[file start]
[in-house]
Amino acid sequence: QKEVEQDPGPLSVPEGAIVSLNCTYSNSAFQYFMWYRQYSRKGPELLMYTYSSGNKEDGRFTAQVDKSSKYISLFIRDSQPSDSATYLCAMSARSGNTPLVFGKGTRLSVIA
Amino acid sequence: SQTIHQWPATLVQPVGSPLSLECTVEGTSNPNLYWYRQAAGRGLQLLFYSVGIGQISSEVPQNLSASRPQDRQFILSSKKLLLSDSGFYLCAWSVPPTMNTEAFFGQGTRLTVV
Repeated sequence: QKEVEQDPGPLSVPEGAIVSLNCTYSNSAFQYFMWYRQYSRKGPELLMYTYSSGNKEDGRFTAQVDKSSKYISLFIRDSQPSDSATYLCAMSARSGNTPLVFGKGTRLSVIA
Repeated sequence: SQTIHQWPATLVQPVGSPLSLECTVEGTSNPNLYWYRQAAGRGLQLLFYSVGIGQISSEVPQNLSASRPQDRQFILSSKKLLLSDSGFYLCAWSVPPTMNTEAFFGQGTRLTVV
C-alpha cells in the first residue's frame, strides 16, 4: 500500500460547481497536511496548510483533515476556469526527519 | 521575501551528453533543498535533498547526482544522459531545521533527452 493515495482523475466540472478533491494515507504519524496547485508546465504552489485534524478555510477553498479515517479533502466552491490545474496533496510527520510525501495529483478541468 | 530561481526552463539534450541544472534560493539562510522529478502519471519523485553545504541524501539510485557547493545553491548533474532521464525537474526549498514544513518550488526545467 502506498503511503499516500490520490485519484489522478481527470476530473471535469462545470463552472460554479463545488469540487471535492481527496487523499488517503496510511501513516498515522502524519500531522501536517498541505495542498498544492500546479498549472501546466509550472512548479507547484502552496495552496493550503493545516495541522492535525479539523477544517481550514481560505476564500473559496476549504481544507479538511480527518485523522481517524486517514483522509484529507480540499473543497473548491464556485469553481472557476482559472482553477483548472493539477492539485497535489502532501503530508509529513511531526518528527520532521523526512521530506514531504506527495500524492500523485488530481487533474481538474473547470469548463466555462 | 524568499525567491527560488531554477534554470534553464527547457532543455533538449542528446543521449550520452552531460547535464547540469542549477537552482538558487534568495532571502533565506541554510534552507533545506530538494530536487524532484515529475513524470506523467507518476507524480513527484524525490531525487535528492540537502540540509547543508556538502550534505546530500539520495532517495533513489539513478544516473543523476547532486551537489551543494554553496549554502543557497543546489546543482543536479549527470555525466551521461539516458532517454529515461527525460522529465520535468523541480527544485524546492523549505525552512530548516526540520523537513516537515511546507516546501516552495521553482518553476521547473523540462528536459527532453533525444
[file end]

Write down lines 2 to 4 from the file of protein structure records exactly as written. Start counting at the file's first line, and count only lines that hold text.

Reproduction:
Amino acid sequence: QKEVEQDPGPLSVPEGAIVSLNCTYSNSAFQYFMWYRQYSRKGPELLMYTYSSGNKEDGRFTAQVDKSSKYISLFIRDSQPSDSATYLCAMSARSGNTPLVFGKGTRLSVIA
Amino acid sequence: SQTIHQWPATLVQPVGSPLSLECTVEGTSNPNLYWYRQAAGRGLQLLFYSVGIGQISSEVPQNLSASRPQDRQFILSSKKLLLSDSGFYLCAWSVPPTMNTEAFFGQGTRLTVV
Repeated sequence: QKEVEQDPGPLSVPEGAIVSLNCTYSNSAFQYFMWYRQYSRKGPELLMYTYSSGNKEDGRFTAQVDKSSKYISLFIRDSQPSDSATYLCAMSARSGNTPLVFGKGTRLSVIA